But at the same time, it’s close between those two (C.J. & Bazz) in terms of which would be the best backcourt player between Ricky Rubio and Kevin Love. With what we know about both McCollum and Muhammad, it’s not crazy to think ‘Bazz is the better fit. The Wolves have had such a frustrating offensive cycle of pass, head-fake, dribble-dribble, pass, repeat. The perfect remedy would be a pure shotmaker; preferably a player with cutting AND shooting ability. That might be Chase Budinger, but: a) Chase is an unrestricted free agent; and b) It can’t just be one guy. So no, it’s not crazy to think that, on an objective basis, the Wolves picked the better of two options.

It’s the subjective though where this pick wins out. NBA seasons are long. The Wolves play the same teams over and over again, and — in recent years, anyway — without any hope of a title shot. Sometimes it’s the subplots, personalities, and eccentricities that make each step enjoyable. We now have a UCLA Bruin named Shabazz Muhammad that was the national high school player of the year while hiding his real, older age. He once blogged for SLAM magazine as a prep star. No matter if Shabazz becomes James Harden, Austin Rivers, or something well in between, I promise that he won’t bore us.

So with that in mind, after Stern announced Shabazz-to-Sota, I had to laugh. Next year, if he’s jacking up bad shots and relegated to the end of the bench, maybe I’ll cry. I’m already excited to find out.



Filed under Timberwolves

7 responses to “It Takes a Lot to Laugh, It Takes Shabazz to Cry

  1. Eric in Madison

    Thanks for the shout out Andy.

    I said this on the site today, but you know, I wrote that piece angry and tired, and when I woke up this morning, I was afraid of how it would read in the light of day.

    But you know what? I was right. My main point was about process, and how could you get from a point of holding the 9th pick in the draft to taking someone at 14 that nobody really wanted? Robson talks about it in his piece, and Zgoda, APJon, and Doogie all alluded to it in tweets:

    Even after the trade, Muhammad was not who they wanted at 14.

    So how do you get there? They botched it because they weren’t properly prepared and didn’t have a good decision making process in place.

    In truth, it isn’t so much about Muhammad to me, though I think it’s very unlikely he succeeds.

    • I enjoyed your piece a lot. I don’t share the pessimistic view on Shabazz (don’t know if he’ll be average or better, but feel pretty sure he’ll have a long career unlike, say, Jonny Flynn) but you explain that position well.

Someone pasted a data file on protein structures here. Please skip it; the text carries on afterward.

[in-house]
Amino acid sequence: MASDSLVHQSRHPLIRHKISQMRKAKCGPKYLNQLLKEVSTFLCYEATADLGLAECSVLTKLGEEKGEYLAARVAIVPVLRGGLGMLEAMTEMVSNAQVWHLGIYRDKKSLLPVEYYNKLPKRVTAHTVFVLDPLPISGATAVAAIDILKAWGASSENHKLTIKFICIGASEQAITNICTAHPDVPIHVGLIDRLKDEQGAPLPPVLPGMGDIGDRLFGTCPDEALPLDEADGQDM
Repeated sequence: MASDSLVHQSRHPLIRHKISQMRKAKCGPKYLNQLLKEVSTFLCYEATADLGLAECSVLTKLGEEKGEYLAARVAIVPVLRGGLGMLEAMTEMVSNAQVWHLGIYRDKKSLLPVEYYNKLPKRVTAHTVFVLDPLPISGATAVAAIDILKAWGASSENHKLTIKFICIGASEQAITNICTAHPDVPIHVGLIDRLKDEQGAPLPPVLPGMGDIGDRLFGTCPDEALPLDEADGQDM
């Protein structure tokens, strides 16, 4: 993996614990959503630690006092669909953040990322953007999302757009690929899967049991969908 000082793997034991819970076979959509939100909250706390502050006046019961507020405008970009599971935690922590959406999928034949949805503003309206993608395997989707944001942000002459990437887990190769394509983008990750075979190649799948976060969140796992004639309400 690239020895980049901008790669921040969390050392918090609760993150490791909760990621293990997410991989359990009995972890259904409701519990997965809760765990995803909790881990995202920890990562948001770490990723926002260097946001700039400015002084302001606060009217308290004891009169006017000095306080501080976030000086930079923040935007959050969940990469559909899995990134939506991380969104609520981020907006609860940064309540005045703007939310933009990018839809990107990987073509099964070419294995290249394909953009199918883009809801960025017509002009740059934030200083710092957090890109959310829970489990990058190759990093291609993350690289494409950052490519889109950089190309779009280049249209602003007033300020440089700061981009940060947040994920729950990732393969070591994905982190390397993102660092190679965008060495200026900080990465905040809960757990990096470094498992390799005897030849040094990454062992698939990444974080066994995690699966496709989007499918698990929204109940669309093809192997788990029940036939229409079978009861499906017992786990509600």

It really was awkward listening to Flip describe the pick. He isn’t crazy about Shabazz and he can’t really hide it. (To build on Britt’s theory, I wonder if part of it is Flip liking Shabazz but knowing that Rick doesn’t? That’s speculation, but possible.)

      If the trade-ups weren’t possible (read: would’ve cost Love) then it was McCollum or something else. That’s how this one will be judged, don’t you think? I really don’t care about Trey Burke. He might be very good, but even more than Curry he’s DEFINITELY a point guard.

      • Eric in Madison

        No doubt how McCollum goes will have a big impact on this one is perceived.

        But Flip’s tepid attitude about Shabazz is so, so telling.

  2. nickh

    Since I spend a lot of time lingering at the great CH, I was pretty bummed last night. I definitely don’t feel as bad today due to what I’ve read here and at AWAW. So thanks for that. Now to my question: do you have a sense for how well ‘Bazzy moves without the ball? Since Zach and Britt contradict each other on that point, I guess I’m asking you to break the tie.

  3. Richard Bentley

    This is the last time I yip about Shabazz, because the barn door can’t be locked and the horse has already been stolen.

    Some people say Shabazz is a great fit for Adelman’s system. This kid can’t shoot off the dribble (~27%), doesn’t pass (0.8 assists per game), doesn’t rebound defensively, doesn’t steal, doesn’t block. He had a total of 3 percent COMBINED per game for all of these qualities. He doesn’t make his own shot. He keeps his man in front of him defensively, he can cut to the basket, he can crash the offensive boards. He catches and shoots well. That’s about it. He doesn’t use moves to get to the net; he uses his physicality, which won’t work at the NBA level. Plus there are serious questions about his attitude. This is NOT a player that fits Adelman’s system, nor one that he wants to coach. I’m convinced that Adelman will look at this draft and say forget about coming back.

    They could have gotten a good two from Utah; Utah was desperate for a point guard. They might have been able to get Burks or Foye, both good three-point shooters. Instead Saunders showed what an airhead he is and got this kid and a backup center.

    Words speak less loudly than actions. But I am convinced that the Timberwolves had reached a fork in the road where they either get one good player who will make them competitive, or make a brainless decision like they did. This may sound overdramatic, but I am convinced that Saunders has single-handedly set this franchise back to square one. This is the end of the Wolves moving forward for the time being. From now on they will be just competitive enough to stay out of lottery range which will prevent them drafting a quality kid. And their players, one by one, will leave. And no free agents will show up on their door. The Wolves will sink into obscurity once again.

  4. Richard Bentley

    Sorry, the word “percent” slipped in and should be ignored. Didn’t pick it up on the edit.